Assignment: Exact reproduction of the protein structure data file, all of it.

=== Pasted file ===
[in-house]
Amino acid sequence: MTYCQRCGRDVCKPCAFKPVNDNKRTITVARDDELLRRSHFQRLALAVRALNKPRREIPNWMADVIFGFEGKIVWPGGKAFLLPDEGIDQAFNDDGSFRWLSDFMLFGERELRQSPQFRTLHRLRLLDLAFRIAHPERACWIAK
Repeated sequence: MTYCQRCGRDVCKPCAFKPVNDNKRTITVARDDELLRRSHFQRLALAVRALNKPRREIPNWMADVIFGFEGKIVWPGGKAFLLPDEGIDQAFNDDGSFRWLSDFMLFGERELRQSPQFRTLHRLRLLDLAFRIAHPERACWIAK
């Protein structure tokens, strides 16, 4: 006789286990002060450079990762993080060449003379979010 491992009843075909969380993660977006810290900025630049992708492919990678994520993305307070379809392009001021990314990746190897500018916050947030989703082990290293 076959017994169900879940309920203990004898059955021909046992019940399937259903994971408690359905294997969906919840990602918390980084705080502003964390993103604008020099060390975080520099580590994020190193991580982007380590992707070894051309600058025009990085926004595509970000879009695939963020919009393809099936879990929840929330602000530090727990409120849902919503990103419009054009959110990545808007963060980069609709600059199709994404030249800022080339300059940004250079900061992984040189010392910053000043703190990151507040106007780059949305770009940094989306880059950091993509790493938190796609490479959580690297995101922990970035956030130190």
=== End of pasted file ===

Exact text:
[in-house]
Amino acid sequence: MTYCQRCGRDVCKPCAFKPVNDNKRTITVARDDELLRRSHFQRLALAVRALNKPRREIPNWMADVIFGFEGKIVWPGGKAFLLPDEGIDQAFNDDGSFRWLSDFMLFGERELRQSPQFRTLHRLRLLDLAFRIAHPERACWIAK
Repeated sequence: MTYCQRCGRDVCKPCAFKPVNDNKRTITVARDDELLRRSHFQRLALAVRALNKPRREIPNWMADVIFGFEGKIVWPGGKAFLLPDEGIDQAFNDDGSFRWLSDFMLFGERELRQSPQFRTLHRLRLLDLAFRIAHPERACWIAK
């Protein structure tokens, strides 16, 4: 006789286990002060450079990762993080060449003379979010 491992009843075909969380993660977006810290900025630049992708492919990678994520993305307070379809392009001021990314990746190897500018916050947030989703082990290293 076959017994169900879940309920203990004898059955021909046992019940399937259903994971408690359905294997969906919840990602918390980084705080502003964390993103604008020099060390975080520099580590994020190193991580982007380590992707070894051309600058025009990085926004595509970000879009695939963020919009393809099936879990929840929330602000530090727990409120849902919503990103419009054009959110990545808007963060980069609709600059199709994404030249800022080339300059940004250079900061992984040189010392910053000043703190990151507040106007780059949305770009940094989306880059950091993509790493938190796609490479959580690297995101922990970035956030130190």